Autoimmune pancreatitis: Current diagnostic criteria are suboptimal

Samuel A. Giday, Mouen A. Khashab, Jonathan M. Buscaglia, Devi Mukkai Krishnamurty, Terina Chen, Anthony N. Kalloo, Marcia I. Canto, Patrick I. Okolo, Ralph H. Hruban, Sanjay B. Jagannath

Research output: Contribution to journalArticlepeer-review


Background and Aims: The preoperative diagnosis of autoimmune pancreatitis (AIP) is difficult, given its similar clinical presentation to pancreatic cancer. The aims of the study are to describe our center's experience with AIP and apply the Japanese AIP diagnostic criteria to a cohort of patients with histologically-proven AIP in order to assess their performance characteristics. Methods: A prospective pathology database was queried for AIP patients who were evaluated and/or treated at Johns Hopkins Hospital from 2002 to 2009. AIP histology was defined by the presence of lymphoplasmacytic infiltration, periductal inflammation, fibrosis, and periphlebitis. Imaging, clinical, and biochemical data were analyzed. Results: Thirty patients had pancreatic resection with pathological confirmation of AIP. Imaging revealed pancreatic mass (45%), focal prominence without mass lesion (24%), diffuse enlargement (17%), and normal pancreas (14%). Twenty-four patients underwent an endoscopic retrograde cholangiopancreatography and/or magnetic resonance cholangiopancreatography, and 4/24 (17%) had pancreatic ductal narrowing or irregularity. Extrapancreaticobiliary organ involvement was found in 6% (n=2) of patients. Biliary strictures were present in 87% of patients. Of 16 patients who underwent preoperative tissue biopsy, 10 had non-diagnostic pathology, five had cellular atypia, and one had AIP. Serum immunoglobulin G4 (IgG4) levels were elevated in 12 of 29 (41%) patients. Three (10%) patients had evidence of extrapancreatic manifestations of AIP. When applying the Japanese criteria to the 27 patients who had serum IgG4 measurement, preoperative biopsy, and cross-sectional abdominal imaging, only 44% of the patients would have been diagnosed accurately. Conclusions: When applied to a highly-selected single-center referral population in the USA, current Japanese guidelines for the diagnosis of AIP are found to have suboptimal sensitivity.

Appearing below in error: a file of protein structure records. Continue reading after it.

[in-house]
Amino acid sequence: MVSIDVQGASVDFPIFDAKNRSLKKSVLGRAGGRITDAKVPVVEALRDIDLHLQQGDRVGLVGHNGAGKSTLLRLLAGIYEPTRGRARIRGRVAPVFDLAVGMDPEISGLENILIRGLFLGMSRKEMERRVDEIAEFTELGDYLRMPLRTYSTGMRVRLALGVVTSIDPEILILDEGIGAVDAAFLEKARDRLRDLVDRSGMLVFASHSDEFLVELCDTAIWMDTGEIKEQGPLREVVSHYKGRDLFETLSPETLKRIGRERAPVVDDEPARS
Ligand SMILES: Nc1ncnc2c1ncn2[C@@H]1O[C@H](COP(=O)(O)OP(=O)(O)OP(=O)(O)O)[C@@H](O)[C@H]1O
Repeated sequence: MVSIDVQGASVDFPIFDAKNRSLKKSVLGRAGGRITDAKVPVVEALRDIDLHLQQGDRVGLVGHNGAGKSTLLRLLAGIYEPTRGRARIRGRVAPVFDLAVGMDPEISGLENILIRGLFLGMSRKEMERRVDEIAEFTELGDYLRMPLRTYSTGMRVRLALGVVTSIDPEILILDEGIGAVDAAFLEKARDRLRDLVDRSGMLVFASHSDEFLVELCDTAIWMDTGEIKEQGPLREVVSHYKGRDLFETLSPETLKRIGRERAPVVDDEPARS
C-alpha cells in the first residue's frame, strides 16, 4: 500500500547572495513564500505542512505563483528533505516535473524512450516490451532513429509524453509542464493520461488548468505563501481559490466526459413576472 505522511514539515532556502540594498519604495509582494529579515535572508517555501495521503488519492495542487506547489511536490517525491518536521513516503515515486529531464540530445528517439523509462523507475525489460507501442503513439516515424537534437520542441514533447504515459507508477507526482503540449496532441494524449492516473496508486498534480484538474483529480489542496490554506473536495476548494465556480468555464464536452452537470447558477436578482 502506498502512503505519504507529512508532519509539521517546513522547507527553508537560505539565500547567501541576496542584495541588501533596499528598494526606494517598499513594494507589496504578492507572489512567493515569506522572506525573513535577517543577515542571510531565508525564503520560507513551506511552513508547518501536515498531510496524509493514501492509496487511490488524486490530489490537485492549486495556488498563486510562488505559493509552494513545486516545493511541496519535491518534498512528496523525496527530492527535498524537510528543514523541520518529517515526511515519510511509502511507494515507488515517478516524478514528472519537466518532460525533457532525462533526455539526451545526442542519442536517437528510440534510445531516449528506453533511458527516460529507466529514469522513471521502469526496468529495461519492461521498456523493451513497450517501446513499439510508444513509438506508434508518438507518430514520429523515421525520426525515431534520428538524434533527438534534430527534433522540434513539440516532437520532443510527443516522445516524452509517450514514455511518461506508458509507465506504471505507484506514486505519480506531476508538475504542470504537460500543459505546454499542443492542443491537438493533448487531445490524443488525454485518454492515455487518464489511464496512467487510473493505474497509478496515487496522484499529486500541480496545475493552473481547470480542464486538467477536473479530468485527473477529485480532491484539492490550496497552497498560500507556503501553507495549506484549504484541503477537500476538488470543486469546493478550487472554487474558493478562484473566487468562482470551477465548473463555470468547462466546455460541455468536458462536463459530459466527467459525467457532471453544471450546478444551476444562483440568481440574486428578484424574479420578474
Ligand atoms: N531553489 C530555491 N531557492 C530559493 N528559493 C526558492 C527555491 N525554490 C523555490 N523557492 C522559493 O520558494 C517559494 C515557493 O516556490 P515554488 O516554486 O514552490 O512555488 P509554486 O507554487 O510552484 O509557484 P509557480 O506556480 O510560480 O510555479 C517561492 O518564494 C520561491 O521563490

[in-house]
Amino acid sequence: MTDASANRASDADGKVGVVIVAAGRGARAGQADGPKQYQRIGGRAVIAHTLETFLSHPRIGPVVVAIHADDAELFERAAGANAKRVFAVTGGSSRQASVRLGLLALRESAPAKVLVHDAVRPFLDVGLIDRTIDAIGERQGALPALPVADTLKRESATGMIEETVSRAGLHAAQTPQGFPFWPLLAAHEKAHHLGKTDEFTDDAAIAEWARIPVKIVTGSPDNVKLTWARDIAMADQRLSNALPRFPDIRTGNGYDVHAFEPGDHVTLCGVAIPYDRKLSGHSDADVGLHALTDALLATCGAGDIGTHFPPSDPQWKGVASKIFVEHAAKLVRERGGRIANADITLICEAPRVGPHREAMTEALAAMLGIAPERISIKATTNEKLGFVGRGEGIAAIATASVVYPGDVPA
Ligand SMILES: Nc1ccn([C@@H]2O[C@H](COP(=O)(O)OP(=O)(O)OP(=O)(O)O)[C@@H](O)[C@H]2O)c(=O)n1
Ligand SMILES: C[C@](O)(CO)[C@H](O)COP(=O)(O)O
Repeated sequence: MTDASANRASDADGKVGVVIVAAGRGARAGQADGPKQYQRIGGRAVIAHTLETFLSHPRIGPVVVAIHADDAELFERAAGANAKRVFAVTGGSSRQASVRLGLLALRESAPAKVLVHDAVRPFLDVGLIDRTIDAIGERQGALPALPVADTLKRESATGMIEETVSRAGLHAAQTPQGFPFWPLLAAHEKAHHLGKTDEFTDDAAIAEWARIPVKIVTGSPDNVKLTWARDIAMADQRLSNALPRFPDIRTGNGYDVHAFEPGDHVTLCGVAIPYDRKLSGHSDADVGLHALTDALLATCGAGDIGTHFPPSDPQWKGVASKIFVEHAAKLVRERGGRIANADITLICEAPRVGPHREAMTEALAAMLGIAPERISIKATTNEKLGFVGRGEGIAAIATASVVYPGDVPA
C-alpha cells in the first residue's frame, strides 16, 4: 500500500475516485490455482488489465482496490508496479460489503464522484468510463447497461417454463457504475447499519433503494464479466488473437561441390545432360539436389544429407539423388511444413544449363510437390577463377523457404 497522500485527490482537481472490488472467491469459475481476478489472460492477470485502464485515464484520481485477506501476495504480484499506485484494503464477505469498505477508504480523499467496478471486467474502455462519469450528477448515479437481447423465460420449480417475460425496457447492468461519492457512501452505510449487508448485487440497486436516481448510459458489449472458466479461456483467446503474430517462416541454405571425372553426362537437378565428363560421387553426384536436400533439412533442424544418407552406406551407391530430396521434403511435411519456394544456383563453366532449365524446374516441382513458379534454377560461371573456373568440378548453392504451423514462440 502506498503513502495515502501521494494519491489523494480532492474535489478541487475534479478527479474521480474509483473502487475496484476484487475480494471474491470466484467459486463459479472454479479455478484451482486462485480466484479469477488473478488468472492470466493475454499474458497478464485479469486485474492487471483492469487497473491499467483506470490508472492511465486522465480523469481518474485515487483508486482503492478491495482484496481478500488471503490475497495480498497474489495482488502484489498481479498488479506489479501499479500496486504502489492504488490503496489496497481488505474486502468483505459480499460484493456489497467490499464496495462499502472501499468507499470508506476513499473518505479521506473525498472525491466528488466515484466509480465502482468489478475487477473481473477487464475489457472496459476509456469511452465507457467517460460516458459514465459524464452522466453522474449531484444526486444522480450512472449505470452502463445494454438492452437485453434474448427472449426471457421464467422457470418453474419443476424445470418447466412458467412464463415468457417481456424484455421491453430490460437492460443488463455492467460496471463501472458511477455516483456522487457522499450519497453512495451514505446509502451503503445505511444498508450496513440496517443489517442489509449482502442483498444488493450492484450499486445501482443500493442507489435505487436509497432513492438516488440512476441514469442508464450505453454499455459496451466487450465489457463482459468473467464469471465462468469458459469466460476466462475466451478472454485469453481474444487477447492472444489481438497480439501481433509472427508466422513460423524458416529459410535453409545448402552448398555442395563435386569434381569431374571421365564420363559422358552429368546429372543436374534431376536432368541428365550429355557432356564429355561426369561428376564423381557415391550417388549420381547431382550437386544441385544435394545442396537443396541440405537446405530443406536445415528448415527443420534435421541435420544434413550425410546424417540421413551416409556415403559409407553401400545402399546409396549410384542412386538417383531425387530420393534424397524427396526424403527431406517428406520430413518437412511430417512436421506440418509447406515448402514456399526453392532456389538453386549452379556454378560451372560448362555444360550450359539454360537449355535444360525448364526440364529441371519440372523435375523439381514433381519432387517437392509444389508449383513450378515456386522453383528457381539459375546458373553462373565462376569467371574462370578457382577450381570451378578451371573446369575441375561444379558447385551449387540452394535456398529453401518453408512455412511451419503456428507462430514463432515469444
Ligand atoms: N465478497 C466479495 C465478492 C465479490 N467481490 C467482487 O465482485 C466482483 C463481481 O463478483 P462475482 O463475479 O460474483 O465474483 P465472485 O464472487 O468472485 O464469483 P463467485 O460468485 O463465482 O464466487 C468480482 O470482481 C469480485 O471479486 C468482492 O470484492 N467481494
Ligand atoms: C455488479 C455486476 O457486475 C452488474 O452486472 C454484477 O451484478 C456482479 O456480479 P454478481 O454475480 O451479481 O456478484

Original languageEnglish (US)
Pages (from-to)970-973
Number of pages4
JournalJournal of Gastroenterology and Hepatology (Australia)
Issue number6
StatePublished - Jun 2011


  • Autoimmune pancreatitis
  • Chronic pancreatitis
  • Pancreatic cancer
  • Pancreatic mass

ASJC Scopus subject areas

  • Hepatology
  • Gastroenterology


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